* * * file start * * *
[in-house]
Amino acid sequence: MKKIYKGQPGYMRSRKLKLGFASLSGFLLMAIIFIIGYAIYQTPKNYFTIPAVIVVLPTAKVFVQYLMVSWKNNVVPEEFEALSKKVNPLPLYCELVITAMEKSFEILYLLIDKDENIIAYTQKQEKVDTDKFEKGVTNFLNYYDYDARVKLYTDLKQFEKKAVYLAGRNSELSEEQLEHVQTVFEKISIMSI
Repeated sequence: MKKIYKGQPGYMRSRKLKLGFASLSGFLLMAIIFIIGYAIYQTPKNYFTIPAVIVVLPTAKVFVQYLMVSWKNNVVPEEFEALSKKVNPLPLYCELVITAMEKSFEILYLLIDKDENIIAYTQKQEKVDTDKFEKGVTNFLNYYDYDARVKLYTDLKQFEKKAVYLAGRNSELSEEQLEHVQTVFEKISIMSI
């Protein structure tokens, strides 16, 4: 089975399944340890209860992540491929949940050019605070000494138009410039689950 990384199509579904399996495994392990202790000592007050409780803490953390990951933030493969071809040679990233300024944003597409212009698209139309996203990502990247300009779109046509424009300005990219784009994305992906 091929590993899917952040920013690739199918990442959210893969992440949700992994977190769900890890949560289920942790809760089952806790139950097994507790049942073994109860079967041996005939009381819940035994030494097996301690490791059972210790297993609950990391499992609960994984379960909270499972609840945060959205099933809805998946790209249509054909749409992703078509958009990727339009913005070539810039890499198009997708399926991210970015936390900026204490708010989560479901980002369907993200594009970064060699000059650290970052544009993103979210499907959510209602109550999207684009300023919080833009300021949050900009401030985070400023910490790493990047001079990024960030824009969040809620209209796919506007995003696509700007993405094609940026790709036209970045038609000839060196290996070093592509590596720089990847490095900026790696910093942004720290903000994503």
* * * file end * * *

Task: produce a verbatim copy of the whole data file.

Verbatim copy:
[in-house]
Amino acid sequence: MKKIYKGQPGYMRSRKLKLGFASLSGFLLMAIIFIIGYAIYQTPKNYFTIPAVIVVLPTAKVFVQYLMVSWKNNVVPEEFEALSKKVNPLPLYCELVITAMEKSFEILYLLIDKDENIIAYTQKQEKVDTDKFEKGVTNFLNYYDYDARVKLYTDLKQFEKKAVYLAGRNSELSEEQLEHVQTVFEKISIMSI
Repeated sequence: MKKIYKGQPGYMRSRKLKLGFASLSGFLLMAIIFIIGYAIYQTPKNYFTIPAVIVVLPTAKVFVQYLMVSWKNNVVPEEFEALSKKVNPLPLYCELVITAMEKSFEILYLLIDKDENIIAYTQKQEKVDTDKFEKGVTNFLNYYDYDARVKLYTDLKQFEKKAVYLAGRNSELSEEQLEHVQTVFEKISIMSI
């Protein structure tokens, strides 16, 4: 089975399944340890209860992540491929949940050019605070000494138009410039689950 990384199509579904399996495994392990202790000592007050409780803490953390990951933030493969071809040679990233300024944003597409212009698209139309996203990502990247300009779109046509424009300005990219784009994305992906 091929590993899917952040920013690739199918990442959210893969992440949700992994977190769900890890949560289920942790809760089952806790139950097994507790049942073994109860079967041996005939009381819940035994030494097996301690490791059972210790297993609950990391499992609960994984379960909270499972609840945060959205099933809805998946790209249509054909749409992703078509958009990727339009913005070539810039890499198009997708399926991210970015936390900026204490708010989560479901980002369907993200594009970064060699000059650290970052544009993103979210499907959510209602109550999207684009300023919080833009300021949050900009401030985070400023910490790493990047001079990024960030824009969040809620209209796919506007995003696509700007993405094609940026790709036209970045038609000839060196290996070093592509590596720089990847490095900026790696910093942004720290903000994503």